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ART | REVIEW

Genesis According to Segal

Five works at the Skirball interpret Scripture and reveal something of the noted sculptor in the process.

March 09, 1997|William Wilson | William Wilson is a Times art critic

George Segal is among the finest and most affecting American sculptors of his generation. Best known as a maker of life-size environments about everyday life, he's also long pursued a personal interest in interpreting the Bible through his work. Now the five resulting tableaux--all drawn from the Book of Genesis--are seen together for the first time in a museum setting, at the Skirball Cultural Center and Museum. This is apt since the institution emphasizes art related to the Jewish experience. Gallery director Nancy Berman acted as curator for the show, titled "George Segal: Works From the Bible."

Segal was born in New York in 1924, a child of the Great Depression, and his teachers were of the Abstract Expressionist generation. Educated at Cooper Union School of Art and Architecture, Pratt Institute of Design and New York University, he nevertheless describes his roots as "proletarian." His father was a kosher butcher. In 1940 the family moved to South Brunswick, N.J., joining a large group of idealistic New York Jews who wanted to get back to the land. The Segals established a chicken farm that thrived during World War II because of a huge demand for food to stoke the troops. After V-J day, however, that market unraveled. Segal's art studies were periodically curtailed when he was obliged to give a hand with the chickens.

When he married Helen Steinberg in 1946, they established their own chicken ranch across the road. Segal loathed the beasts but thought they might support his family. They didn't. At one point the artist took public school teaching jobs to avoid bankruptcy. Eventually the chicken coop became his sculpture studio. He finally found his trademark style: plaster sculpture figures literally modeled on the bodies of friends, then set into full-scale environments.

It was the '60s and he was 40. Pop Art was the rage. He got crammed into the category, although temperamentally opposite cool guys such as Andy Warhol or Roy Lichtenstein.

Segal was accorded a full-dress retrospective by Minneapolis' Walker Art Center in 1978 (Californians saw it at the San Francisco Museum of Modern Art). By then it was clear his real artistic ancestors were the New York Social Realists of the 1930s, the Soyer brothers, Ben Shahn and Edward Hopper. Like them, Segal loved ordinary reality. His could wring larger meaning from specific situations. You knew exactly what he meant by showing a beat-up middle-aged guy in a coffee shop contemplating the waitress with longing but no expectations. A man disembarking from a bus is weary, but he has to keep up his hopes.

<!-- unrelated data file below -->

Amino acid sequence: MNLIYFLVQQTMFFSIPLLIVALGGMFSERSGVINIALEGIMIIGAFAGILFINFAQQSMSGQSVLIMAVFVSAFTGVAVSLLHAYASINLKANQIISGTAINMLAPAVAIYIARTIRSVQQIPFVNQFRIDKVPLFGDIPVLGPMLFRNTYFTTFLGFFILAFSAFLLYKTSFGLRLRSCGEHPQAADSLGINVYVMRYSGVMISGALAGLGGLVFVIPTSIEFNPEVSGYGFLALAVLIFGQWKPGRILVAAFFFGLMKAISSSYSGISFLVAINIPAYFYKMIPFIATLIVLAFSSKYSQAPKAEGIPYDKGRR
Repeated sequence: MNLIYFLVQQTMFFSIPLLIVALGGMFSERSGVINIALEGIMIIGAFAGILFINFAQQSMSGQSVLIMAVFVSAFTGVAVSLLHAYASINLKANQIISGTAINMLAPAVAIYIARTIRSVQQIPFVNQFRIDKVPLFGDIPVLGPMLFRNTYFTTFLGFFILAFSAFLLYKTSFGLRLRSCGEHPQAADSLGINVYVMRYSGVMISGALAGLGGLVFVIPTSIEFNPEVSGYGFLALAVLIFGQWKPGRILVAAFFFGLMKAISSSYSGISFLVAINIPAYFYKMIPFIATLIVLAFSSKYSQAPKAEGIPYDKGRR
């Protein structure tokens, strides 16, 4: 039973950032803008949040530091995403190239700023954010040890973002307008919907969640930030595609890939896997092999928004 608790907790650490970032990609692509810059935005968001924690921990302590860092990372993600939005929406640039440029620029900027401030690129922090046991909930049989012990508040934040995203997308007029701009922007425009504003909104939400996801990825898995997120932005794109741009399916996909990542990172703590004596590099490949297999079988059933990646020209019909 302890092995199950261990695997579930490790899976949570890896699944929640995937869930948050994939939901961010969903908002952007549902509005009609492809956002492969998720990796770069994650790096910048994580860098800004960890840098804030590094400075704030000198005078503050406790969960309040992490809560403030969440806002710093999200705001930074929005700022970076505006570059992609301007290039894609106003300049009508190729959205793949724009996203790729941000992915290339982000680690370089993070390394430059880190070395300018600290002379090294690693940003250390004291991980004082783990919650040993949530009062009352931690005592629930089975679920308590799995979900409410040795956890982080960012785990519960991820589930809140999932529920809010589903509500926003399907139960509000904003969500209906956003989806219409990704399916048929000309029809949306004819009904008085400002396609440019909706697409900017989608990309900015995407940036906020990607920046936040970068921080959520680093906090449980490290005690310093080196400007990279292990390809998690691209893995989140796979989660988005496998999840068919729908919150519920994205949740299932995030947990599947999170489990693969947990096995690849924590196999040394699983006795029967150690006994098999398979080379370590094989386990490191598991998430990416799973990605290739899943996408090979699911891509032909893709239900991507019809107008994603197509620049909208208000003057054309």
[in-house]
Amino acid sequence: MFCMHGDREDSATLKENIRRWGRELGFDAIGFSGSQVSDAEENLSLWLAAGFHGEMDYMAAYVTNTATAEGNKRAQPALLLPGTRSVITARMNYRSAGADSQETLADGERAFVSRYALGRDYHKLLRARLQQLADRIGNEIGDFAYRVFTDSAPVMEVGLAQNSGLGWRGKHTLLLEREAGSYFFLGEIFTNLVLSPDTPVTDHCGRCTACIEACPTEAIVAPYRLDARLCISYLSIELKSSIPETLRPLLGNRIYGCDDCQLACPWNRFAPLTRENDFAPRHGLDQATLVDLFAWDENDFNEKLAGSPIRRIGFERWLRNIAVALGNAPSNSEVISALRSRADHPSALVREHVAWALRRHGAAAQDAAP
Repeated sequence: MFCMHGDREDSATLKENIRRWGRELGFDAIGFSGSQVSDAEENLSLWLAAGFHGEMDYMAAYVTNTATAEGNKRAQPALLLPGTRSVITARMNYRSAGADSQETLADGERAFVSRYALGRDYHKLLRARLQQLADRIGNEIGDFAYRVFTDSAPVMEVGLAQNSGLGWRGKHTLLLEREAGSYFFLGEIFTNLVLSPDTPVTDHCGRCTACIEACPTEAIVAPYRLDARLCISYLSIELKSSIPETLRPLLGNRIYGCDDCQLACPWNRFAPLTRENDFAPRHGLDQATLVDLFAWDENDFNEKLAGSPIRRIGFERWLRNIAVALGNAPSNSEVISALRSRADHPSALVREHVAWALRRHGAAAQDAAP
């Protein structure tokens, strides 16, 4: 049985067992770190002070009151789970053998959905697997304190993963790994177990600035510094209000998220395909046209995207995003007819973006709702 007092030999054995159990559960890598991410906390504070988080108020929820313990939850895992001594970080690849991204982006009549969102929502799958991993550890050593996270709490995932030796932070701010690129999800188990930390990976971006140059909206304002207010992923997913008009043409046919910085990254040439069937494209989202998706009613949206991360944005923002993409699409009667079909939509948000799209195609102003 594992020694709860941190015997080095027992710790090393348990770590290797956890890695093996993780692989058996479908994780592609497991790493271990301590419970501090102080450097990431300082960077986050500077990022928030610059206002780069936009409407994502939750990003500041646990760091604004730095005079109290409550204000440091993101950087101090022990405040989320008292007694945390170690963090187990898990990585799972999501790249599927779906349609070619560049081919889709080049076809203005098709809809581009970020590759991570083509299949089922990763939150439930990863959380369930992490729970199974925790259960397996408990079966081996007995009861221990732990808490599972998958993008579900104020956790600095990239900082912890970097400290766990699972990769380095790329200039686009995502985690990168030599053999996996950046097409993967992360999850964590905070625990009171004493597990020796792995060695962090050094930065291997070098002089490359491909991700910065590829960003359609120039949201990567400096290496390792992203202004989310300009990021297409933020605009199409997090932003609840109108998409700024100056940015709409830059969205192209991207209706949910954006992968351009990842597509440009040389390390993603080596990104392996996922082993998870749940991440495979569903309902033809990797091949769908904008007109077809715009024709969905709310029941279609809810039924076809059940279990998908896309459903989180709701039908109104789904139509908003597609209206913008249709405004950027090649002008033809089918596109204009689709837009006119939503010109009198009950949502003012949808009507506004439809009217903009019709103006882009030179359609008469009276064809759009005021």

All this raises the central questions posed by the five scenes from the Book of Genesis at the Skirball. Can an artist so heartfelt in the depiction of the real apply his talent to illuminating the realm of towering saints and patriarchs from the holiest text of the Judeo-Christian world? Can a modern artist in a skeptical, secular, existential society add anything to the huge body of visual literature whose authors utterly embraced what they were doing?

Even given the purposeful open-endedness of works of art, these, I think, will evoke an unusually wide range of reactions. They don't just address aesthetic issues or personal taste, they bear on what people believe.

If it's possible to assume a kind of neutral sympathy on the part of the viewer, then the question becomes, are these works convincing? As an artist, Segal has already won us over. So here we need to deal mainly with matters of stagecraft. Is the casting apt? Is the story well told? Do the sets make the right mood?

Whatever the response, Segal has to be respected for his courage in using contemporary realism to interpret the Bible, a tactic that historically has been troublesome. When the 16th century Venetian Mannnerist Veronese executed a huge panorama of "The Marriage Feast at Cana" casting the local nobles as biblical characters, officials of the Inquisition made threatening noises. When his more audacious, younger Roman contemporary Caravaggio modeled his holy players on mountebanks and street people, the authorities were even more stricken.

Segal's dramatis personae are costumed for chronological ambiguity, but there is no mistaking that they are the same living, modern people he always uses. The device certainly humanizes the biblical actors but it doesn't always persuade us that they suit the transcendent missions assigned by the Scriptures. It is not even clear that Segal intends they should.

"In Memory of May 4, 1970: Kent State, Abraham and Isaac" is a 1978 piece commissioned by the Ohio university to commemorate the tragic day when the National Guard opened fire on students protesting the Vietnam War, killing four. The work ultimately was rejected by the school as unpatriotic.

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